Non-insulin-dependent diabetes mellitus
by Julie Bagnasco
Non-insulin dependent diabetes mellitus (NIDDM), also known as Type II diabetes
or adult-onset diabetes mellitus, is a highly prevalent metabolic disorder
of glucose metabolism. The onset of this disease usually occurs middle-age
in humans, but signs of the conditions might be detectable earlier.
Normal human homeostatic glucose metabolism dipends on three factors: 1)
the ability of the pancreas secrete the hormone insulin in response to blood
glucose levels; 2)the ability of this important hormone to induce insulin
sensitivity (glucose uptake) in peripheral tissues; and 3) the ability of
insulin to suppress glucose production in the liver (Sacks et al, 150).
NIDDM is the result of metabolic defects in the first two of these three
factors. Type II diabetes is characterized by a problematic decrease in
insulin sensitivity --known as insulin resistance--compounded by the inability
of the pancreas cells to produce enough insulin to remedy this decreased
sensitivity. Chronic hyperglycemia is the trademark result of these dysfunctions.
The entire underlying cause of NIDDM is yet unknown, but previous, abundant
research has led scientists to characterize as a variably expressive, polygenic
disease, created by a combination of both genetic and environmental factors.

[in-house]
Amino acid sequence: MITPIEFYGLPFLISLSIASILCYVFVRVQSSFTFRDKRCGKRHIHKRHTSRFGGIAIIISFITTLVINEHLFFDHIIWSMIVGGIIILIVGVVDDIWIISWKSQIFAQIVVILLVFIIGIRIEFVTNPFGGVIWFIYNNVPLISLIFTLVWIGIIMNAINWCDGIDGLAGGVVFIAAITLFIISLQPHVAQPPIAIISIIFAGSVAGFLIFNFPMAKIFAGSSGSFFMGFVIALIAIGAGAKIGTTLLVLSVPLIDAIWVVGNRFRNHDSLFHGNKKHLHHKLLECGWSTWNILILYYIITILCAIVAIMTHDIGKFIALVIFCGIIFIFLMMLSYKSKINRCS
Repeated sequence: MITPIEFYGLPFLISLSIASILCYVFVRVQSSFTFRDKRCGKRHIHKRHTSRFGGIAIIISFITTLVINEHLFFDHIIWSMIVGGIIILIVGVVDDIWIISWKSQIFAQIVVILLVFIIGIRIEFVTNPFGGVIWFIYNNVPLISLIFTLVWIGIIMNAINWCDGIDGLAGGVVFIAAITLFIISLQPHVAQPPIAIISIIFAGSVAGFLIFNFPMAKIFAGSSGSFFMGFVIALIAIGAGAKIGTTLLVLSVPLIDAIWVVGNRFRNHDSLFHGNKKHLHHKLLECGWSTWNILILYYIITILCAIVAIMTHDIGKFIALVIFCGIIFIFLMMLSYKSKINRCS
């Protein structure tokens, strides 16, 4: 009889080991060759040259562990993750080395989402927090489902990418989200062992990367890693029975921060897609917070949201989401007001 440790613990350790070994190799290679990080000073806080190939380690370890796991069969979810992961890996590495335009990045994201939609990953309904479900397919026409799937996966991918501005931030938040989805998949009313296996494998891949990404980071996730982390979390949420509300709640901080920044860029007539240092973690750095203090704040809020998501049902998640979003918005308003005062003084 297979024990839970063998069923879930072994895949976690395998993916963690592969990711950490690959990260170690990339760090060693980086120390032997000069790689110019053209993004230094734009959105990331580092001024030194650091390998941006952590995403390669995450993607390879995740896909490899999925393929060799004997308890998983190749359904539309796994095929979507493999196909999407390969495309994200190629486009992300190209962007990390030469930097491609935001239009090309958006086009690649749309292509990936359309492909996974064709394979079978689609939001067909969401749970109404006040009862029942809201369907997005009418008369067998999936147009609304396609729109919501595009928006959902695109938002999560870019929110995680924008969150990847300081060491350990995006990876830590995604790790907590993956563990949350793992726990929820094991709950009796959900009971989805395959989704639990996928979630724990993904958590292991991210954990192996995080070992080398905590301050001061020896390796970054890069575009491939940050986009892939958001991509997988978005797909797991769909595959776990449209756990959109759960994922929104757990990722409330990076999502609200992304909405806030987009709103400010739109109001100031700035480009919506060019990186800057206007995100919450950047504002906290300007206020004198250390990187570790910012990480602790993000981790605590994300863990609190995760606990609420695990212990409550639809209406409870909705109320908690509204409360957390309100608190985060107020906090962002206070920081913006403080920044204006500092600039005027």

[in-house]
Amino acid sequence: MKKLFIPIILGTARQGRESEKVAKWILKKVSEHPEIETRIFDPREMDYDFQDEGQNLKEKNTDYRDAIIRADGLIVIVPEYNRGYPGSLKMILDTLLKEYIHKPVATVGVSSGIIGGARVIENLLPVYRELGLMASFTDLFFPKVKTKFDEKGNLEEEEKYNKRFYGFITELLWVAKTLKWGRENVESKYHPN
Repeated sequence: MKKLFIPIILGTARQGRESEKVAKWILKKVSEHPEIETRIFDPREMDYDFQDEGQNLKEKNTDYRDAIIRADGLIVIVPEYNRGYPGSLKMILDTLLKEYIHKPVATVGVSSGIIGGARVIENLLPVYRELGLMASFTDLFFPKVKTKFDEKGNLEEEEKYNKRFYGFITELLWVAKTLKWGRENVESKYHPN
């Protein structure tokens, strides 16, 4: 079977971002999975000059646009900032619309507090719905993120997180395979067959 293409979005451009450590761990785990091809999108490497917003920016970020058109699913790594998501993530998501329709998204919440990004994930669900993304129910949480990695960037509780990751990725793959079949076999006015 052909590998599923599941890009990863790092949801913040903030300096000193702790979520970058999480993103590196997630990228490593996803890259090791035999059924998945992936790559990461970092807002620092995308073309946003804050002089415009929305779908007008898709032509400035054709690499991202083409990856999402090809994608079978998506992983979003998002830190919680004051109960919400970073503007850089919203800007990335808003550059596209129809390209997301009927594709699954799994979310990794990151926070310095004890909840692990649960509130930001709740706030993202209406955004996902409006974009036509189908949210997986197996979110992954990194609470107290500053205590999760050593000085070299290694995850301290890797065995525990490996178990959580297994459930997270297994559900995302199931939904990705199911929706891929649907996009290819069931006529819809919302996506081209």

Studies of identical twins have shown that if one twin develops NIDDM, the
chance that his/her sibling will also is 90%. Further into the genetic side
of the story, researchers have tried to discover a candidate gene for NIDDM,
and though the search for this gene continues, useful information about
genes involved in the glucose pathway has been discovered and related to
its potential of, if not directly causing, then influencing NIDDM development.
Groop et al., have located two polymorphisms on the glycogen synthetase
gene, which is responsible for converting glucose into glycogen for storage
in tissues; this enzyme is characteristically deficient in Type II diabetics.
The researchers discovered these polymorphisms by using a cDNA probe--obtained
through the research of Browner et al.--the restiction enzyme, Xbal, and
Southern blot analysis.
These polymorphisms, occuring within an intron of the glycogen synthetase
gene, were caused by the substitution of a single base for another. Termed
the A1 and A2 alleles, these polymorphisms were studied in both Dutch NIDDM
individuals and unaffected Dutch individuals, in the hopes that some linkage
to NIDDM could be established. Statistical analysis led the researchers
to conclude the the A2 allele characterized a subgroup of patients who had
a strong history of NIDDM, and in whom high blood pressure and insulin resistance
were likewise found to exist. However, French scientists attempted to repeat
this study on French patients and got the opposite result--the frequency
of the A1 allele in their test subjects was higher in NIDDM individuals
than in non-NIDDM subjects. Furthermore, hypertension and insulin resistance
also characterized these A1 patients.
This has led Groop et al. to conclude that A2 alleles can only be used as
markers for NIDDM in certain ethnic populations.
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